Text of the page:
In the world of iOS development, we often find ourselves relying on Xcode and Swift for most of our tasks. However, there's a powerful tool that's been around for decades and can greatly simplify our development process: the Makefile.
A Makefile is a file containing a set of directives used with the
make build automation tool. It's a way to automate and document the steps you take to build your projects. In this blog post, we'll walk through a Makefile designed to set up a development environment for an iOS project.
Here's the Makefile we'll be discussing:
all: check_brew check_asdf check_ruby_plugin check_ruby_version check_bundler install_dependencies check_brew: @if ! command -v brew &> /dev/null; then \ echo "Error: brew is not installed. Please install brew first."; \ exit 1; \ else \ echo "brew is already installed"; \ fi check_asdf: @if ! command -v asdf &> /dev/null; then \ echo "asdf is not installed, installing now..."; \ brew install asdf; \ else \ echo "asdf is already installed"; \ fi check_ruby_plugin: @if ! asdf plugin-list | grep -q ruby; then \ echo "asdf ruby plugin is not installed, installing now..."; \ asdf plugin-add ruby; \ else \ echo "asdf ruby plugin is already installed"; \ fi check_ruby_version: @RUBY_VERSION=$$(grep ruby .tool-versions | cut -d ' ' -f2); \ if ! asdf list ruby | grep -q $$RUBY_VERSION; then \ echo "Ruby version $$RUBY_VERSION is not installed, installing now..."; \ asdf install ruby $$RUBY_VERSION; \ else \ echo "Ruby version $$RUBY_VERSION is already installed"; \ fi check_bundler: @if ! gem list bundler -i > /dev/null; then \ echo "bundler is not installed, installing now..."; \ gem install bundler; \ else \ echo "bundler is already installed"; \ fi install_dependencies: @echo "Installing gems in root folder..."; \ bundle install;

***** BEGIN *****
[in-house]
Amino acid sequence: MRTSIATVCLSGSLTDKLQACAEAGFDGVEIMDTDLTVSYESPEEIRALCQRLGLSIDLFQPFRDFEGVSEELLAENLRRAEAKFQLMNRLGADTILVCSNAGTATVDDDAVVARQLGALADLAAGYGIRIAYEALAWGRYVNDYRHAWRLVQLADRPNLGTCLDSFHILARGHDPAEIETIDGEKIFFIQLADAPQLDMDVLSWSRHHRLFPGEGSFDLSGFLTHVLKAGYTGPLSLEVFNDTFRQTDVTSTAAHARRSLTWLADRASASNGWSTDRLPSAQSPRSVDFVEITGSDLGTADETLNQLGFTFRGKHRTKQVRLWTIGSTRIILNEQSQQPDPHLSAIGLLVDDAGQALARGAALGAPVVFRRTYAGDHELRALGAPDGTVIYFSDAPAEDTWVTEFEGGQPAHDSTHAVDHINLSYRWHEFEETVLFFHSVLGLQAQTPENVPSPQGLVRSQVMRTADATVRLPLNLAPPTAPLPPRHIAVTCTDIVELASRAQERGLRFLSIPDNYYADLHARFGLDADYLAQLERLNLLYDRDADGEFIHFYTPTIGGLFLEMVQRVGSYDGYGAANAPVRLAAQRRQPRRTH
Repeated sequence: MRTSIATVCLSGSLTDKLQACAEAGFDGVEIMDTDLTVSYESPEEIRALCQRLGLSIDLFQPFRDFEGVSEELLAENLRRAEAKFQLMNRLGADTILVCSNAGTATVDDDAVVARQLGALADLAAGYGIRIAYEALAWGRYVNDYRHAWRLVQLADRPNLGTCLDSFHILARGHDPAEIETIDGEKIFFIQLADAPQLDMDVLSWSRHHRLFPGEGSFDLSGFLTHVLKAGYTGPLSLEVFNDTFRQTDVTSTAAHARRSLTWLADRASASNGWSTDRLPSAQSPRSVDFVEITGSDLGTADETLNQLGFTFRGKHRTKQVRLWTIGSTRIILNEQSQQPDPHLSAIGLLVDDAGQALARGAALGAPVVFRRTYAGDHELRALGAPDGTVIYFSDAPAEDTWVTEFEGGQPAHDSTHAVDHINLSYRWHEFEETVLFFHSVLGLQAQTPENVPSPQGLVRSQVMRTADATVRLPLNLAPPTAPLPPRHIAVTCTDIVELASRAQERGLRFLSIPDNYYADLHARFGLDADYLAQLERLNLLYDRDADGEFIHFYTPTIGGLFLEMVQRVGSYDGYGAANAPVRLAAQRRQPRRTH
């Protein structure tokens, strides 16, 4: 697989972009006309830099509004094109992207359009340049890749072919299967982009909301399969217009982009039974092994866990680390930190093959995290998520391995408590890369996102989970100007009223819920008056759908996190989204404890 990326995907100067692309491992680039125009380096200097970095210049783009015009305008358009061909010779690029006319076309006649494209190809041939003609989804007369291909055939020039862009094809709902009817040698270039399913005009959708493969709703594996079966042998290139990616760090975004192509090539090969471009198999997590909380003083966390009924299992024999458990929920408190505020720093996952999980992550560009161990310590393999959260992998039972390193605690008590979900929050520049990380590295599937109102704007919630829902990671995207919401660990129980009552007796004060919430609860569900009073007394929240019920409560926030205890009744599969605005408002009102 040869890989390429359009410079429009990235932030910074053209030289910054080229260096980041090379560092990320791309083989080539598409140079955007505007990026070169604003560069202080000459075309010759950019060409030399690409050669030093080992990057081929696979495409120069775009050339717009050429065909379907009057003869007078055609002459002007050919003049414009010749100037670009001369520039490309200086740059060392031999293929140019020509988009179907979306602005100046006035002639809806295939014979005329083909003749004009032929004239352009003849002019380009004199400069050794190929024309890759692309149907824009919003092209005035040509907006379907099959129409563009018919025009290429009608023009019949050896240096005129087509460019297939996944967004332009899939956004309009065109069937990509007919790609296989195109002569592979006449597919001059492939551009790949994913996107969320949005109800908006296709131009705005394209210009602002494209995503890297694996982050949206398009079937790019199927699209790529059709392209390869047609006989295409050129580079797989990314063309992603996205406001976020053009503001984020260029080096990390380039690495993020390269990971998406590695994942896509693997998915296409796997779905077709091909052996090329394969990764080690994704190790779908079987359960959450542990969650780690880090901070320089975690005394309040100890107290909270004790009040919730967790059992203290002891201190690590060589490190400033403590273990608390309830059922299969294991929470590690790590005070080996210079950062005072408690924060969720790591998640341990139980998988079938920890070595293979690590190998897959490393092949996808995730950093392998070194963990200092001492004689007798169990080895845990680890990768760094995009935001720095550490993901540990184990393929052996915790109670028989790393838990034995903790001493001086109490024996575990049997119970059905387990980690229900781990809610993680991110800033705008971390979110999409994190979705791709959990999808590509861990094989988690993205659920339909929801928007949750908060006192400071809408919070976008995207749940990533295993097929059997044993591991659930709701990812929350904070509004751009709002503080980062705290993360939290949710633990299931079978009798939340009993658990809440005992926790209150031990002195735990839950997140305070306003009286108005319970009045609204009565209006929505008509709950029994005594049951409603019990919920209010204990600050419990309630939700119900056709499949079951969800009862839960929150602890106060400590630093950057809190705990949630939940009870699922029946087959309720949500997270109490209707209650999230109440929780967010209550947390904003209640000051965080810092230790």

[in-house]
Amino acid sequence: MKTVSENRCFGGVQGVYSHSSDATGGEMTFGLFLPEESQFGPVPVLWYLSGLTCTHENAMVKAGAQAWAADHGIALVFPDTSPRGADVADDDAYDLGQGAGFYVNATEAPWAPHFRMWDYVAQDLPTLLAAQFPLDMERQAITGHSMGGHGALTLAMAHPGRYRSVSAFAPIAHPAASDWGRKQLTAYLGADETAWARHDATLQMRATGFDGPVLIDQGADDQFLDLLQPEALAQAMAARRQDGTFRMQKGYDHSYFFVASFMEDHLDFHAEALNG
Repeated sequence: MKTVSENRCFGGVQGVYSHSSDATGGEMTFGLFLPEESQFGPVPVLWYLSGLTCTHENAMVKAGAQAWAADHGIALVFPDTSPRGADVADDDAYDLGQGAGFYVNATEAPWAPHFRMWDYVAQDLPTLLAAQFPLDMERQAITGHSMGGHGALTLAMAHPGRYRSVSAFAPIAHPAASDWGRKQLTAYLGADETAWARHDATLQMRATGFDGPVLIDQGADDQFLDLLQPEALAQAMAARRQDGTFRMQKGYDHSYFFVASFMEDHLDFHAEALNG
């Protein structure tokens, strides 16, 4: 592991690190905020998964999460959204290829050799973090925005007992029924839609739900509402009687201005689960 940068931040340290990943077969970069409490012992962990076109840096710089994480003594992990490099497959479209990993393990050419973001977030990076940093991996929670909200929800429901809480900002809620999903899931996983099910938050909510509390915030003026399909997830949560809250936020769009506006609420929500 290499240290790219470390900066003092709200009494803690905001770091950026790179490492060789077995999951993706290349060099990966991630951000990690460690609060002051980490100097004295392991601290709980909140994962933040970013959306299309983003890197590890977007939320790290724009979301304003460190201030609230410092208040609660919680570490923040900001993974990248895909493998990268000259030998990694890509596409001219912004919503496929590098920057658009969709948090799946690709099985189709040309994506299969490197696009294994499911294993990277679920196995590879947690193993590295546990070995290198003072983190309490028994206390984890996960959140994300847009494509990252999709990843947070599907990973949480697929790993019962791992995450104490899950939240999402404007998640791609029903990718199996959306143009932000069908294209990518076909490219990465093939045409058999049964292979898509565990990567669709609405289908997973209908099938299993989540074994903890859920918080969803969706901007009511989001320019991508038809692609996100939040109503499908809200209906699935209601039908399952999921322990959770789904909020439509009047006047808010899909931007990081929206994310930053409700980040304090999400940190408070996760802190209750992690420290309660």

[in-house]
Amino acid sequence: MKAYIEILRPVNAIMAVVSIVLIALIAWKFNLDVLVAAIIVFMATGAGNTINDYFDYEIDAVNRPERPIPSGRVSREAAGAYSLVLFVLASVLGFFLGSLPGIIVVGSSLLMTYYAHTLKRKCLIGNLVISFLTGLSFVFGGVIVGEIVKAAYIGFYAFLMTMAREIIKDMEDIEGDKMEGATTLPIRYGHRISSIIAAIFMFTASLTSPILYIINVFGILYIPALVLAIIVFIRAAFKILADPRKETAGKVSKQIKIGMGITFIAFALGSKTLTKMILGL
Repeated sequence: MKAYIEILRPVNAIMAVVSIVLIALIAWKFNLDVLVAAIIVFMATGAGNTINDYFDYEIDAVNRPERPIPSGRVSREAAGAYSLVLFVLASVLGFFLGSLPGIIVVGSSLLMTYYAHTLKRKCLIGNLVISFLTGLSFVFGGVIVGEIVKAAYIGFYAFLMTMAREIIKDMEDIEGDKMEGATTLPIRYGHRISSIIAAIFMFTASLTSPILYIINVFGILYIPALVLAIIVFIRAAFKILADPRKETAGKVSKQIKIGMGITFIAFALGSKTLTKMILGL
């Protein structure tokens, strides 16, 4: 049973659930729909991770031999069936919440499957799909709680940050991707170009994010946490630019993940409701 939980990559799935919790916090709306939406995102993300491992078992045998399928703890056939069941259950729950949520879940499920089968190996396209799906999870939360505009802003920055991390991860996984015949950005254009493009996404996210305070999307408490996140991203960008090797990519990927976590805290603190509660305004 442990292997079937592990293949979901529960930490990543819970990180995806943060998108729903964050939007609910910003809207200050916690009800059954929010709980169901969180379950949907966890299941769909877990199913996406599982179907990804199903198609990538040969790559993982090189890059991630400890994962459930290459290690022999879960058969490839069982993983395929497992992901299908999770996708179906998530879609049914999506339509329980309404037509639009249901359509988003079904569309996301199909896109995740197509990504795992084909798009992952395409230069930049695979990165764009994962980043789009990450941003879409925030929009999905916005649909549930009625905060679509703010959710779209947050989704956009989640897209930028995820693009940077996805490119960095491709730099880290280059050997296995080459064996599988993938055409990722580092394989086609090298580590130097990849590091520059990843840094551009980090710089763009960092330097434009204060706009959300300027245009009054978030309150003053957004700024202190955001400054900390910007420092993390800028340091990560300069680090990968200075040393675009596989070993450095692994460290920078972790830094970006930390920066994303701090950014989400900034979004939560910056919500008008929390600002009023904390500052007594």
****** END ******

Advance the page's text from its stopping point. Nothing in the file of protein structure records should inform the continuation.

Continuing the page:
Understanding the Makefile
Let's break down what's happening in this Makefile.
all target is the default target. This means that when you run
make without specifying a target,
make will execute the
all target. In this case,
all depends on several other targets:
install_dependencies. This means that
make will execute these targets in order.
check_brew target checks if Homebrew (a package manager for macOS) is installed. If it's not, it prints an error message and exits. If it is, it prints a confirmation message. This is a good example of how you can use Makefile to check for necessary dependencies and install them if needed.
These targets make sure all required environments and dependencies are installed, in the correct order. If something is missing,
Makefile will install it.
install_dependencies target installs the necessary Ruby gems using Bundler. This is the place you can use to install cocoa pods and use Fastlane to install development certificates. Everything that needs to be done to set up workspace.
Makefiles can be a powerful tool for automating and documenting your build process. They can help ensure that all developers on a team are using the same environment and dependencies, which can help prevent the dreaded "it works on my machine" problem. So next time you're setting up a project, consider using a Makefile. It might just make your life a little easier.